Time period of first refusal*                                                      mation on the reason for refusal for more than two-thirds of
  1–3 years before diagnosis                        82                    42.1    refusers. Avoidance and denial were reported for about 11%. Fear
  <1 year before diagnosis but not 1–3             113                    57.9
     years before diagnosis                                                       of diagnostic tests and surgery and fear of disfigurement
Service setting where refusal occurred*,†                                         were also expressed by some. Few subjects in these prepaid
  Mammography or ultrasound visit                   14                     6.6    health plans claimed that financial or family concerns prevented
  Other clinical encounter                         165                    77.5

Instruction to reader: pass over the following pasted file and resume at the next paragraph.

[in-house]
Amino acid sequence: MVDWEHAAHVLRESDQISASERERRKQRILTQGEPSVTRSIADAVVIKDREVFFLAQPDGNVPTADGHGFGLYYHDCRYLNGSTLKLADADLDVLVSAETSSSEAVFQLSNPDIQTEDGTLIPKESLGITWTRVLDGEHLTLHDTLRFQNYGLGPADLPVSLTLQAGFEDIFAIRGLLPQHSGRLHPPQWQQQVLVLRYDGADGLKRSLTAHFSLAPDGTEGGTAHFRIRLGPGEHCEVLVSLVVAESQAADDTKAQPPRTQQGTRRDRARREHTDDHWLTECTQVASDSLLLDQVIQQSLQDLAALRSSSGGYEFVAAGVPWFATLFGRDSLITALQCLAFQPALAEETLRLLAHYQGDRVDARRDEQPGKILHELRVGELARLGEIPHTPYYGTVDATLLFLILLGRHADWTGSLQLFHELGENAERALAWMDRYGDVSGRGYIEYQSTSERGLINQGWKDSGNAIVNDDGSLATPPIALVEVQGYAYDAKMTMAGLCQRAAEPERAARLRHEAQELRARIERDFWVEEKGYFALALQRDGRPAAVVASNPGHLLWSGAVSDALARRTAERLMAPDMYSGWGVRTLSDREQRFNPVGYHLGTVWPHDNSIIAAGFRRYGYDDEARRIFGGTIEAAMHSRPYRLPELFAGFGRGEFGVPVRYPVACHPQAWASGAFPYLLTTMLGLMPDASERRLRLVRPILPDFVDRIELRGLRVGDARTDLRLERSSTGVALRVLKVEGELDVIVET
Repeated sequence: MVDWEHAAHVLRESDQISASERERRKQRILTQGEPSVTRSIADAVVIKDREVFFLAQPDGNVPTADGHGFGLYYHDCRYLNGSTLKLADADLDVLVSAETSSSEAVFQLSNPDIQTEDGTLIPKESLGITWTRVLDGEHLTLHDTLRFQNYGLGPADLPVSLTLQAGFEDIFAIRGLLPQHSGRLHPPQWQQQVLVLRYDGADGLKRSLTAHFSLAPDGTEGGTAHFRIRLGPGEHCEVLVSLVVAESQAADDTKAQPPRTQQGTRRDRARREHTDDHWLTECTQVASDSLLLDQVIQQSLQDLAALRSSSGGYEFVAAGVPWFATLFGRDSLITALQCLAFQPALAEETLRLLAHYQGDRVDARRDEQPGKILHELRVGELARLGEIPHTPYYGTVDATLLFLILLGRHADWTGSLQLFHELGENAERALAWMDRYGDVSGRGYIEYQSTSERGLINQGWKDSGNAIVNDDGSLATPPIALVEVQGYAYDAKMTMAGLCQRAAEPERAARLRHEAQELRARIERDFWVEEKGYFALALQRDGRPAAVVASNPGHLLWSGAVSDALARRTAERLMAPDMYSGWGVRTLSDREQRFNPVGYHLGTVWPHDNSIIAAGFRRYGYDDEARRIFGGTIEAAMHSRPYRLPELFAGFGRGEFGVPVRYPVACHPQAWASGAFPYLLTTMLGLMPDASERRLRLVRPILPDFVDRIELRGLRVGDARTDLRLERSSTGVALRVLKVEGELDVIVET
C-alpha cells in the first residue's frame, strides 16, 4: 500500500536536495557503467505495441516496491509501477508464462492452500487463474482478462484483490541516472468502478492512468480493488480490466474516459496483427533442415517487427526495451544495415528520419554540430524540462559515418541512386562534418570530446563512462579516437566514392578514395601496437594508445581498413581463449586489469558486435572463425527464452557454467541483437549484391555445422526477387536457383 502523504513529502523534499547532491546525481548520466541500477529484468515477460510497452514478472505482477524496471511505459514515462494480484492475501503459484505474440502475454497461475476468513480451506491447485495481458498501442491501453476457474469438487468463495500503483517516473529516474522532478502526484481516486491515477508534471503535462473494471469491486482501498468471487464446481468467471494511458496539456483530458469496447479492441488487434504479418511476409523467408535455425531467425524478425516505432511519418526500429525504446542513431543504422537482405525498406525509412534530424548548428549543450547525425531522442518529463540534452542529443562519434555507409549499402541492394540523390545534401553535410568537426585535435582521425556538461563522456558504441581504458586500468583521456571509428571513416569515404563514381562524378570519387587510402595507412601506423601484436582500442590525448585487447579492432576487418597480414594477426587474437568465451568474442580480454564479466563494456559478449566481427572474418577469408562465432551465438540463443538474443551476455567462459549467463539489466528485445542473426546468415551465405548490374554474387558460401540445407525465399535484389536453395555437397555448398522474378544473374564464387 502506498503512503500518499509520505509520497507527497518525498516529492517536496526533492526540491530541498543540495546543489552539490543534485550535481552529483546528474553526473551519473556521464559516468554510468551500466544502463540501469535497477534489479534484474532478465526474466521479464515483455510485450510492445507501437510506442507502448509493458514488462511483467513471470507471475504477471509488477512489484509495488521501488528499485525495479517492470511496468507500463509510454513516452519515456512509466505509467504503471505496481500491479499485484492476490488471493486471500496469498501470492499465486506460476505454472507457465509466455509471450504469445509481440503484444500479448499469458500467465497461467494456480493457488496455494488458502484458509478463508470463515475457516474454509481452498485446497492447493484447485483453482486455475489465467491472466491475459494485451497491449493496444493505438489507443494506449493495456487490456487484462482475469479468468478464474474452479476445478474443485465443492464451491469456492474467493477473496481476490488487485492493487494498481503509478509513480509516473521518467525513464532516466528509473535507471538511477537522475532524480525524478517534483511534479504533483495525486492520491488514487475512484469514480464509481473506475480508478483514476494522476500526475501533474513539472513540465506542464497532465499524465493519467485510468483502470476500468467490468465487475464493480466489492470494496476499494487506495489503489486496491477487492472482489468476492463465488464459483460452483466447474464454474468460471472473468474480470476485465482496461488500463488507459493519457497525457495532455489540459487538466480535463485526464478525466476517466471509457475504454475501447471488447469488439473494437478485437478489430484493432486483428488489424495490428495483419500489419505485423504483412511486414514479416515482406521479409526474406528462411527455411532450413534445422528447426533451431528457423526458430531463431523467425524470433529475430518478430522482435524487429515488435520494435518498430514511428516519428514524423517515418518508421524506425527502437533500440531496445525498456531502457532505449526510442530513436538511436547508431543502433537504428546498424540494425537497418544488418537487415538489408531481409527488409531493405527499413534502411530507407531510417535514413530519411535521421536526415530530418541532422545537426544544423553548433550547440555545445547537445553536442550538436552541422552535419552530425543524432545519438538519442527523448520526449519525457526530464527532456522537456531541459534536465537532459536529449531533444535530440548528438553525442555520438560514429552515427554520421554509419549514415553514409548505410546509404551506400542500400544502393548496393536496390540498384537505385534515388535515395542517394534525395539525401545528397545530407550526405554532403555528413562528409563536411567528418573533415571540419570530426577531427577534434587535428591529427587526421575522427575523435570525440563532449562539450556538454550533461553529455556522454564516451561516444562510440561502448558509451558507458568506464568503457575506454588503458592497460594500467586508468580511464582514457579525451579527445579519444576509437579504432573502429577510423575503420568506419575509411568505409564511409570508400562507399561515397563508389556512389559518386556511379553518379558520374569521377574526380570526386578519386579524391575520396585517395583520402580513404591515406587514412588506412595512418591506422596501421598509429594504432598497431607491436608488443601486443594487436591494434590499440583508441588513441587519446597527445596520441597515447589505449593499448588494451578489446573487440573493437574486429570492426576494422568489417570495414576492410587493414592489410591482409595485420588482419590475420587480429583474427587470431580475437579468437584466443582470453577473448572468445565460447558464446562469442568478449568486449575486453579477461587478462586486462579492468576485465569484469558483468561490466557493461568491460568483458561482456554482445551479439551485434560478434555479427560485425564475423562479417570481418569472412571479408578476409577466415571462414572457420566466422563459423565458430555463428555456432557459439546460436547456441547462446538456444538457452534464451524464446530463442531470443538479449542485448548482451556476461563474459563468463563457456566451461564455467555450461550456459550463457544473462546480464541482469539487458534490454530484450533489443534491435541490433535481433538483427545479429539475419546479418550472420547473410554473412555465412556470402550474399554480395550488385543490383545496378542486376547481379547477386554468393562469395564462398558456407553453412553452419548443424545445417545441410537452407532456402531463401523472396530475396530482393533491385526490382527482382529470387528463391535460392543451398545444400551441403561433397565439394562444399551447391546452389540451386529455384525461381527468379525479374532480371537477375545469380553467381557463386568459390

Telephone contact                                 34                    16.0
Medical service refused‡                                                             Future efforts encouraging providers to accurately record
  Immediate clinical evaluation                     93                    47.7    reasons for refusal of follow-up would be valuable for later
  Return for additional examination                 46                    23.6    intervention and to better understand this behavior.
  Repeat examination in 4–6 mo                      19                     9.7
  Other or recommendation                           37                    19.0       To our knowledge, few other studies have ascertained patient
     undetermined                                                                 reasons for refusal of or noncompliance with diagnostic testing